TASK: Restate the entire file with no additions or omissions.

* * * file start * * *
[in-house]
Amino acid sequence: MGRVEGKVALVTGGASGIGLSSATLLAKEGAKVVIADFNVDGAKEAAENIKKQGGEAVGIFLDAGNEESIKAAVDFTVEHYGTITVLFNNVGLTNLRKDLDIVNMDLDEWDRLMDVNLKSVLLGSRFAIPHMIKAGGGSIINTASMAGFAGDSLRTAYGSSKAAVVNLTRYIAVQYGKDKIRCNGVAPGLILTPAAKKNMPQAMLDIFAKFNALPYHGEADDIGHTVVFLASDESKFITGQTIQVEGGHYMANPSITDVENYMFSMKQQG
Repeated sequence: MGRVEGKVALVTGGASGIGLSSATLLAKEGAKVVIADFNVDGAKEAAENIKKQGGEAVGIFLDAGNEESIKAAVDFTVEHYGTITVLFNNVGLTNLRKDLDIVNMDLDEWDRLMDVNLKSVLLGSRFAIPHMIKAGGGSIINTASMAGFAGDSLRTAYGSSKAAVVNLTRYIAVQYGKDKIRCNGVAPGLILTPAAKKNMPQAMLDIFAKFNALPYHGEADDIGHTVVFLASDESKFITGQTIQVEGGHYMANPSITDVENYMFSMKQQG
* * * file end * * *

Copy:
[in-house]
Amino acid sequence: MGRVEGKVALVTGGASGIGLSSATLLAKEGAKVVIADFNVDGAKEAAENIKKQGGEAVGIFLDAGNEESIKAAVDFTVEHYGTITVLFNNVGLTNLRKDLDIVNMDLDEWDRLMDVNLKSVLLGSRFAIPHMIKAGGGSIINTASMAGFAGDSLRTAYGSSKAAVVNLTRYIAVQYGKDKIRCNGVAPGLILTPAAKKNMPQAMLDIFAKFNALPYHGEADDIGHTVVFLASDESKFITGQTIQVEGGHYMANPSITDVENYMFSMKQQG
Repeated sequence: MGRVEGKVALVTGGASGIGLSSATLLAKEGAKVVIADFNVDGAKEAAENIKKQGGEAVGIFLDAGNEESIKAAVDFTVEHYGTITVLFNNVGLTNLRKDLDIVNMDLDEWDRLMDVNLKSVLLGSRFAIPHMIKAGGGSIINTASMAGFAGDSLRTAYGSSKAAVVNLTRYIAVQYGKDKIRCNGVAPGLILTPAAKKNMPQAMLDIFAKFNALPYHGEADDIGHTVVFLASDESKFITGQTIQVEGGHYMANPSITDVENYMFSMKQQG